There are two main versions of the popular maxim.
Version 1: "From each according to ability to each according to need"
This version implies that need is a 'blank check' claim on ability and that (if the maxim is to have meaning) its enforceable. Implying that if you have ability and do not use your ability to meet other people's needs you will be held responsible for whatever becomes of them, as if you were somehow the cause of their need. Not only is that a causal con trick it is also quite monstrous. It means that the extent of your ability is the extent of you encarceration. The more able you are the more 'needs' you can serve and thus the more culpible you are for any one else's needs should you fail to serve them.
Who is the least free in such a society? The more able you are the less freedom you have, your enforced obligation sees to that. The less able you are and the more needs you have the more free you are, there are no obligations upon you then. So what will be the result? People will play down or deny their abilities and exaggerate or focus on their needs so as to avoid becoming a slave to needs.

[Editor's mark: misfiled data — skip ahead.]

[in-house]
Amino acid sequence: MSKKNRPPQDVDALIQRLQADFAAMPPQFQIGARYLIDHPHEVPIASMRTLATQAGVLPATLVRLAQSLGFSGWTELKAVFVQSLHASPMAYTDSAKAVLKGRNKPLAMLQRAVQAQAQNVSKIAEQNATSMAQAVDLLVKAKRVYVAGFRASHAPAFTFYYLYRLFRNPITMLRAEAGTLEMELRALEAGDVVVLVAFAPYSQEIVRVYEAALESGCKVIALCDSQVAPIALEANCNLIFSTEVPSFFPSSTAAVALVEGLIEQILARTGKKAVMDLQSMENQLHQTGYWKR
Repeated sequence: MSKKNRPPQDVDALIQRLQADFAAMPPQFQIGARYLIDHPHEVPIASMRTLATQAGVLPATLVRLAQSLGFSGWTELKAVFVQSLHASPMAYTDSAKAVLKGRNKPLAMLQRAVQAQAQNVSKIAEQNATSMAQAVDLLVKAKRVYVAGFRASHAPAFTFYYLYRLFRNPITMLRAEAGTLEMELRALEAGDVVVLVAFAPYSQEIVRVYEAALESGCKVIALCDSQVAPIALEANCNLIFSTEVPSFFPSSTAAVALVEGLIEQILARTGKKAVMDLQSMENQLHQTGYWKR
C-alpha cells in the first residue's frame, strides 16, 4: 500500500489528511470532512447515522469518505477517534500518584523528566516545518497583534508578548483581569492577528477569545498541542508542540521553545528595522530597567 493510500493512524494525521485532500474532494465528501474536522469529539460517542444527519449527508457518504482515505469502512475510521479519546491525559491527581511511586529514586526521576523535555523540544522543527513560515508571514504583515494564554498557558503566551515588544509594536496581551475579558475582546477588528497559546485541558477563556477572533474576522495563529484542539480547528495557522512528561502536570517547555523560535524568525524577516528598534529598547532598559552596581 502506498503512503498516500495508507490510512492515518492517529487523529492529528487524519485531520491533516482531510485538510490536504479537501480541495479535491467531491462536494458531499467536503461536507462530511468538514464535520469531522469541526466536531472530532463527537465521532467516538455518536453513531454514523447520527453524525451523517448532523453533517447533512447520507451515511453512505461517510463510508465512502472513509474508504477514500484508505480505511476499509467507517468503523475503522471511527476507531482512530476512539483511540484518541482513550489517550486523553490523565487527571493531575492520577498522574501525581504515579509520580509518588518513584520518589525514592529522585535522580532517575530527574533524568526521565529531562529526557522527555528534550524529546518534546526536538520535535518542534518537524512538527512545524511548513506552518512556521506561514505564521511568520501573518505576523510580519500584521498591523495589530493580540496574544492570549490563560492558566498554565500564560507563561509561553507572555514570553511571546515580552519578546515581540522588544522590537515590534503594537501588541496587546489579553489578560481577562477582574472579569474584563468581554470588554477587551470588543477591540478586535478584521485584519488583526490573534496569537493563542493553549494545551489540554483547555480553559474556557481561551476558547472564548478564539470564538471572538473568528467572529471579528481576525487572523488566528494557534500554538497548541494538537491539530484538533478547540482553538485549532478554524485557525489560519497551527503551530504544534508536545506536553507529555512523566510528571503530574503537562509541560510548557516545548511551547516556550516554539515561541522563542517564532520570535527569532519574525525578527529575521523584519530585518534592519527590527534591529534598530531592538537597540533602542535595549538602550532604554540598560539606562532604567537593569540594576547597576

More entertaining is the society that states ability and needs are 'self defined' and that each definition is equally valid. I can see it now. "by my definition I need 3 yachts and I can't do anything...get on with it then!". If Barry recognises the problem of freeloaders I can see why he didn't quote this version.
Version 2: "From each according to ability to each according to work"
You'll have to help me out here. What does it mean by 'work'? Does that mean any work, any contribution is an equal claim on ability? Or does this in essence mean that each person works for themselves, gains outcome equal to their input? Ofcourse it implies that the maxim be enforceable (And Barry does not shy away from this). It would be interesing to hear what becomes of those who don't work too.
It seems a step up from the madness of version 1 and as such is worth exploring more fully as a statement and philosophy.